Public Safety opportunities abound for DAS integrators who have earned the trust of the “first-responder” community. Many a “cellular” DAS engineer have wandered into the public safety space only to discover that the public safety community considers their own level of engineering to be significantly more complex, specialized, and critical than commercial services. Learning how to address the nuances of public safety agencies and their RF concerns is a valuable attribute for a DAS integrator. The recent availability of DAS solutions that can manage UHF/VHF and commercial mobile services over a single converged platform offers an ideal tool for integrators to pursue public safety DAS solutions that will often grow to full large-scale multi-carrier DAS solutions.

DAS Management Services also represent a growing opportunity for integrators to expand their business and develop a stabilized recurring revenue stream. Building owners are not set up to manage DAS systems and carriers have been, at best, only skilled at maintaining single-carrier DAS. Services may include those listed below and are usually offered on a fixed-contract annual or hourly basis.

  • System Monitoring and NOC Services: Only a few integrators have invested in an in-house network operations center (NOC) for the purpose of maintaining visibility and control of a DAS through a web-based operations and management program. Other integrators have chosen to partner with a third-party NOC service to track trouble tickets and maintain a record of how each issue resolved.
  • Scheduled Inspection and Maintenance: On-site verification of system performance as often required for DAS systems providing public safety coverage or for educated venues that demand proof of DAS performance and capacity.
  • Field Services: When a system performance issue requires a technician be deployed, the integrator, or their local designate, is required to visit the site.

Standardization: With standardization comes increased competition. What has been a specialized niche exclusive to experienced RF engineers and carriers is becoming a more common part of the low-voltage construction scope for large construction projects. As several DAS manufacturers have been acquired by large structured-cabling businesses, the traditional structured-cabling contractor channel has gained exposure to the world of DAS. Armed with a basic understanding of DAS and a propagation prediction tool, these low-voltage cabling firms are increasingly representing themselves to building owners as experienced DAS integrators.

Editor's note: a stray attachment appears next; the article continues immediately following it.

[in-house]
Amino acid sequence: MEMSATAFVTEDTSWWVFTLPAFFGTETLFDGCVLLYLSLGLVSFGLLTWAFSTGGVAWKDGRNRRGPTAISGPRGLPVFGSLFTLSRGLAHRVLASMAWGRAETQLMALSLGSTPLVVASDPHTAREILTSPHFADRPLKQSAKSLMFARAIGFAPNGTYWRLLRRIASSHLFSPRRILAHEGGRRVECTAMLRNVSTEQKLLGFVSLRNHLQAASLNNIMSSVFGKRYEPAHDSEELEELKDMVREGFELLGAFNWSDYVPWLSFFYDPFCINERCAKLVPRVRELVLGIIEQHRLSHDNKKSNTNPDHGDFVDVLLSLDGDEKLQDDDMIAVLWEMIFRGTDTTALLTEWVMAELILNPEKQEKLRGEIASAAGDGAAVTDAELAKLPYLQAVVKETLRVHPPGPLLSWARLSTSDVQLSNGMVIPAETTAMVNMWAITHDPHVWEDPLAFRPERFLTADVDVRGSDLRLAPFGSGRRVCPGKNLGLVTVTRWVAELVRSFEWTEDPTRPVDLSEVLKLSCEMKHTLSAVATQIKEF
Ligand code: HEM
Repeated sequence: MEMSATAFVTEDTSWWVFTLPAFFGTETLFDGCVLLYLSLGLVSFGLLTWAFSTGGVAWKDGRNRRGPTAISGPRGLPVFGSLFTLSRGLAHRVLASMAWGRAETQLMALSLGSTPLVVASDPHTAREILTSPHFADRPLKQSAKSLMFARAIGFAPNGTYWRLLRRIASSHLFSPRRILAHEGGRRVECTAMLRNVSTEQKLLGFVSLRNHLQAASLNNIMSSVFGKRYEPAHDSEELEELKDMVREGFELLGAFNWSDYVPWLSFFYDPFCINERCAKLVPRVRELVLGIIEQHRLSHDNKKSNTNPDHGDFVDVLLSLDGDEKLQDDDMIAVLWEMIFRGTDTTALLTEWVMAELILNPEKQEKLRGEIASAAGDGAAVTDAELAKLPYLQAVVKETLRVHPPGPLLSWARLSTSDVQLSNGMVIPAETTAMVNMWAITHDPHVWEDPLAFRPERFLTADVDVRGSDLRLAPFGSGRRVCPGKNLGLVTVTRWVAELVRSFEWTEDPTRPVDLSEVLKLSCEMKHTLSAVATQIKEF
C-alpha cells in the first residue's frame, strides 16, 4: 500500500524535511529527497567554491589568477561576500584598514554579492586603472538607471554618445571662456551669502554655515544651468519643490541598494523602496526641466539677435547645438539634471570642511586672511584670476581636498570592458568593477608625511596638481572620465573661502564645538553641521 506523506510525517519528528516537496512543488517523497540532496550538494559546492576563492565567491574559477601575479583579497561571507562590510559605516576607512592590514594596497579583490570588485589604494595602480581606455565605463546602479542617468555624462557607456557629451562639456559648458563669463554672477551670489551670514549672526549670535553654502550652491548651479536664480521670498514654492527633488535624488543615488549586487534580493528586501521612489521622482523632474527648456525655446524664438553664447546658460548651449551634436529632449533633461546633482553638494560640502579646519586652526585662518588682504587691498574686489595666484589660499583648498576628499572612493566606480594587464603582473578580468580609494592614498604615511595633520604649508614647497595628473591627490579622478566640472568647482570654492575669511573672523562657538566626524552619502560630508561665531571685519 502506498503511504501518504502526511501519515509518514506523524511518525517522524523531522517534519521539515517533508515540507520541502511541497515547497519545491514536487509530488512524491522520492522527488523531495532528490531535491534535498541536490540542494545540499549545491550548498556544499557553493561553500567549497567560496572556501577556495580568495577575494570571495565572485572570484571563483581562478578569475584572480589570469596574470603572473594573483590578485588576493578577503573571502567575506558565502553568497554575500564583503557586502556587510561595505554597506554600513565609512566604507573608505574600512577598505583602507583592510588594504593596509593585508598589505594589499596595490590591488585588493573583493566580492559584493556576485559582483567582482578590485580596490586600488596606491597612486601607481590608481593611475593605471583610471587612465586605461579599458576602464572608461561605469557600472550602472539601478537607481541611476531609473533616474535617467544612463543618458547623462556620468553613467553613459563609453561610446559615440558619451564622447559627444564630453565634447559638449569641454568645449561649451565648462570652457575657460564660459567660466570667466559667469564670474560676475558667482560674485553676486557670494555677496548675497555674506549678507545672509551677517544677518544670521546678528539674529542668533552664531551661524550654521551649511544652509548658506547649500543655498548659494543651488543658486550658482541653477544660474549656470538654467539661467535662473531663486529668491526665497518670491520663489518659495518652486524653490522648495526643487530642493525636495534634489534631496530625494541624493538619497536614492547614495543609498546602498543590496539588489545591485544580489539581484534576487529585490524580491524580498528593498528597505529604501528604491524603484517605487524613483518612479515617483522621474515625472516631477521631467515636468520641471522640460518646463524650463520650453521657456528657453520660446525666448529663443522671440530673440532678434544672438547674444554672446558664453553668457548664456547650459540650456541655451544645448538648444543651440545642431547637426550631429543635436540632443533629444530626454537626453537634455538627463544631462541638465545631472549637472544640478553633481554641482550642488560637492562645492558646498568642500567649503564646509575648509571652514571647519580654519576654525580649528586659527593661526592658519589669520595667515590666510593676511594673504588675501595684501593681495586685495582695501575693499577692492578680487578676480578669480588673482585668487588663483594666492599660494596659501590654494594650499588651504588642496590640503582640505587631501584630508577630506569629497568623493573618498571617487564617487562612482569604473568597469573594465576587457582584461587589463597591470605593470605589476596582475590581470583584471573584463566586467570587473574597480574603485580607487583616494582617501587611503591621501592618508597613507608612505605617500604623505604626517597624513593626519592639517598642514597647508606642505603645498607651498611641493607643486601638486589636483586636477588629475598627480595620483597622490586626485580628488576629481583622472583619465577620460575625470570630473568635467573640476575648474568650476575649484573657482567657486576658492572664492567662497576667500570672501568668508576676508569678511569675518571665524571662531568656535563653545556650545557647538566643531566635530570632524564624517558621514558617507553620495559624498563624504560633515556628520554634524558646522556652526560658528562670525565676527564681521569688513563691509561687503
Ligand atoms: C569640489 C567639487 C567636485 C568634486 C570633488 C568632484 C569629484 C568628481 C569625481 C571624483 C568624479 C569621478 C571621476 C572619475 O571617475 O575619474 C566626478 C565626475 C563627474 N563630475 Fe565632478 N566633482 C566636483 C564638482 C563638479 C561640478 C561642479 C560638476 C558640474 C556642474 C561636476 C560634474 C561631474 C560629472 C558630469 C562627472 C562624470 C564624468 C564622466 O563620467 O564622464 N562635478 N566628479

Carrier habits: The biggest challenges to integrators may come to those who rely too heavily on carriers for their business. Carriers, often bound by supply chain requirements for competitive bidding, are nearly always shopping for low price and not necessarily the best RF engineering. Furthermore, carriers are prone to purchase DAS equipment directly from manufacturers, thereby eliminating the opportunity for product mark-up that would otherwise be earned by the integrator. In some cases, carriers are even bringing DAS design services in-house, which reduces the DAS integrator’s scope to installation services.

For now, the DAS market is hot enough that most DAS integrators are staying busy. However, the changes in the industry are requiring that they reinvent themselves by expanding their service offering and moving beyond total dependence upon wireless carriers for their business leads.

Seth Buechley is the president of SOLiD Technologies. For more information visit www.solid.com

This article was originally published on AGL Bulletin.